"THIS is the forest primeval!" she triumphantly replied!  And then, with that twinkle in her eye that I have come to love so much, she added with unfailing assurance, "...The murmuring pines and the hemlocks!"  And once again, with such pureness of heart, she continued on, and without missing a beat she quickly fell into the rhythmic pattern that separates poetry from prose---


       "bearded with moss, and in garments green, indistinct in the twilight, stand like Druids of old, with voices sad and prophetic..."  
 --- Such beautiful words, all ! --- And all from America's greatest poet ! ---
--- This Poet Laureate of the United States of America ! ---
--- Once memorized by school children everywhere ! ---
--- For such words as these stand for a lifetime ---
--- Standing for us all ... 'like Druids of eld ! '---



And when Nancy had finished, I just sat there --- completely spellbound and transfixed by what she, and she alone, had just said and done --- reciting only from memory, with all her purity of recall, that which I instantly knew just had to be the defining story-line for my email presentation, and more--- "This special place...this Magnolia Lane...this Wilderness."  And so I instinctively reached out to her --- and while giving her a big hug, I told her how much I loved her and that it was because of her that I had found the perfect descriptive tag for this 'Wilderness' email I had been working on only moments before, "...And in garments green".  But more than that, I told her that this was a piece destined to become the foundation for a much expanded segment within my "Raisins and Almonds---A Civil War Story", for it was then that I knew that I would use this same Longfellow verse in describing the 1864 'Wilderness' scenes of my story.  And so it would be just as Nancy recalled from her grade school days  so very long ago:  "...And in garments green"  just as it was once memorized by school children everywhere!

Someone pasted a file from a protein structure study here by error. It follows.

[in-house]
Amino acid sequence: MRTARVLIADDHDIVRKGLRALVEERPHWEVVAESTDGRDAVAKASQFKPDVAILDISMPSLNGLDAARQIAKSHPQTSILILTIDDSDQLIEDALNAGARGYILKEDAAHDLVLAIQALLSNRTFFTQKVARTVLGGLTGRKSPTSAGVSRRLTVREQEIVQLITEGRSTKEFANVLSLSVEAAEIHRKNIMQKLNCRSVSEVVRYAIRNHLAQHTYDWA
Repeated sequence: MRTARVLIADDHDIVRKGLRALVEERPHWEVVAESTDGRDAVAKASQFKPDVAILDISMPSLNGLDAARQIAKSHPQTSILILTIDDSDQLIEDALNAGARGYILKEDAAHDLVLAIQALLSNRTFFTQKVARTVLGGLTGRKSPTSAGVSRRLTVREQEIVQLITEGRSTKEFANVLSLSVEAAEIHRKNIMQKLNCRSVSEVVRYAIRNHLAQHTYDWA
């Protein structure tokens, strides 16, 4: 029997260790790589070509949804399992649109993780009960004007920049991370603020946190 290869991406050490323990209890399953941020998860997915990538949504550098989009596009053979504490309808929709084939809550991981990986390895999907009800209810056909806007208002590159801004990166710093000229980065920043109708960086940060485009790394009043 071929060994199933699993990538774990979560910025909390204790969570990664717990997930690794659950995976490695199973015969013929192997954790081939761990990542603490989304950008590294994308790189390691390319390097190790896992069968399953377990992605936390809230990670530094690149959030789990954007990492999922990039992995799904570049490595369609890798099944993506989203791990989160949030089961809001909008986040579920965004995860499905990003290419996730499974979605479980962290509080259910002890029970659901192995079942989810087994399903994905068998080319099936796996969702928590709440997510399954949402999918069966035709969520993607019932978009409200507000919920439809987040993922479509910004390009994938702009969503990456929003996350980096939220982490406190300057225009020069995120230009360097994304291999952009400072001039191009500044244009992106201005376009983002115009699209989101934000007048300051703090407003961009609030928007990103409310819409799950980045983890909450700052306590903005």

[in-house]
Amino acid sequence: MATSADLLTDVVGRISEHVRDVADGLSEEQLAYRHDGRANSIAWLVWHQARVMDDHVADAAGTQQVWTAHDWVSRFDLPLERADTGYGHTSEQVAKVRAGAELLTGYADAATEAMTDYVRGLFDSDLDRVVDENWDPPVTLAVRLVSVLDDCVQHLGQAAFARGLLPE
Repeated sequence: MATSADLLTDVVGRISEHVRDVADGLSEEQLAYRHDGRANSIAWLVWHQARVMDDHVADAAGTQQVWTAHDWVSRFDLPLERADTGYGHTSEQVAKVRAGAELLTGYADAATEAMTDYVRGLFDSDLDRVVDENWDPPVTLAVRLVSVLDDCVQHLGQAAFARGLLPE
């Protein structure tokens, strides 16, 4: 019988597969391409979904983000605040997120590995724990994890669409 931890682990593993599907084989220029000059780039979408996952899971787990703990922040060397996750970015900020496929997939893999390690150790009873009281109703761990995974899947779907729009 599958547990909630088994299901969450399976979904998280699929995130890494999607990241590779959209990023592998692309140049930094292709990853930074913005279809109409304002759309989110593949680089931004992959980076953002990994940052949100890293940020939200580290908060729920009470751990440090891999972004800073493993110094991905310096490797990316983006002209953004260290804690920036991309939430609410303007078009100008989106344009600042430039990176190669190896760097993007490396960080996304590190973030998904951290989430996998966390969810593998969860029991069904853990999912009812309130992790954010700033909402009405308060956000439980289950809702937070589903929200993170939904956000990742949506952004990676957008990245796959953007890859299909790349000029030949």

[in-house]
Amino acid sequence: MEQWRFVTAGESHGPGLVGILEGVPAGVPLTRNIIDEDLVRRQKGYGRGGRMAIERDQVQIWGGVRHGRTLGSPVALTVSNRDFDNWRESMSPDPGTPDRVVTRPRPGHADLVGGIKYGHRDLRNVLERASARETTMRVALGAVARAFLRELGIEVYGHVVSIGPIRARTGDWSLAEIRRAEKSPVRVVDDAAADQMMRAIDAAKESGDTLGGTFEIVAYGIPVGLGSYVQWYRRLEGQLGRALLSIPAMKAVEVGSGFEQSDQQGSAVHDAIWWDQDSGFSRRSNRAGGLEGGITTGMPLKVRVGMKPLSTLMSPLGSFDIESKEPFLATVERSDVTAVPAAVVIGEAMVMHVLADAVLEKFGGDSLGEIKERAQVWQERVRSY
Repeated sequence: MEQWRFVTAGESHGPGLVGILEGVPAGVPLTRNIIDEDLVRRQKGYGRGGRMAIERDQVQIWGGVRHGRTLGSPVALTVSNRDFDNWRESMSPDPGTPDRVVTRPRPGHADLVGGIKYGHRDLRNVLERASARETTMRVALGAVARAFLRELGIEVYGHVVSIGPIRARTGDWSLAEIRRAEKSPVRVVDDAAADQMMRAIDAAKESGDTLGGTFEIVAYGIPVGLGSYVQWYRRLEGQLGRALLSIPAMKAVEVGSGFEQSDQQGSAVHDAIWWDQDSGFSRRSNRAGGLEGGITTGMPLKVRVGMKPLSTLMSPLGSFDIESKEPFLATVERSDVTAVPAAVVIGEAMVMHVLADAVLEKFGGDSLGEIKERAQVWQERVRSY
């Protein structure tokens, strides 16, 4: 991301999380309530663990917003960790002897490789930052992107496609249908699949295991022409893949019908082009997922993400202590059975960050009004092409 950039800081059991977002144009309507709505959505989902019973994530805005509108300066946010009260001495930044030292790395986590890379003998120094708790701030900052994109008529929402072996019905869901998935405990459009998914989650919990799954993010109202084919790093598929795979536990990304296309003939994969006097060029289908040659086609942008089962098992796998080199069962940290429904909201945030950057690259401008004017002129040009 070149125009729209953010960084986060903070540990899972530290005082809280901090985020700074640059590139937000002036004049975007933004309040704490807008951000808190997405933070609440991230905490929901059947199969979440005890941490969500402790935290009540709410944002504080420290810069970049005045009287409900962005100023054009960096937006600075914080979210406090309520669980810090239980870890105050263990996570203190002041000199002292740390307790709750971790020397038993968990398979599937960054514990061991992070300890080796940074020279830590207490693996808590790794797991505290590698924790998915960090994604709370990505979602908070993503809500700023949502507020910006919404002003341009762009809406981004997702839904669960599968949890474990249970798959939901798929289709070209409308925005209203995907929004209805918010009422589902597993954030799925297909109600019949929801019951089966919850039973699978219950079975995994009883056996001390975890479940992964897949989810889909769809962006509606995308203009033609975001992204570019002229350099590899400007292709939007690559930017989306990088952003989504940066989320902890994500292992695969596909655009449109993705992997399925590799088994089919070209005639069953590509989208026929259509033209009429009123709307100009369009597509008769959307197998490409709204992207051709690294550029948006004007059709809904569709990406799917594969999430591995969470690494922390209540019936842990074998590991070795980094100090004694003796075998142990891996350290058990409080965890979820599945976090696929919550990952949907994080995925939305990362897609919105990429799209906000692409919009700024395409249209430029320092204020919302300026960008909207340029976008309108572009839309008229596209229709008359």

Note: In 1984, after four years and at the age of 50, I earned an Ed.D from Virginia Tech ... the oldest person on record at VT to have ever done so ... which only goes to show that we are never too old to learn something new ... and that includes using computers to write emails like this one ... and perhaps even entire novels ... for is there really any difference?  Both are simply words strung together.  Or are they?  Of course, emails by their very nature are so transitory ... despite their motion, their pictures, and their music... let alone all their words But novels?  It is there--- inside the pages of a hard-cover novel--- that there are only words --- words where, from their position high upon the shelf, the distinction becomes one of making 'such words as these stand for a lifetime ... standing for us all ... like Druids of eld' --- and especially so when 'such words as these' are about historical periods of such epic proportions as the American Civil War.
This special place...this Magnolia Lane...this Wilderness...this forest primeval with its murmuring pines and hemlocks, bearded with... <--- Go ahead...you finish the scenes you see below!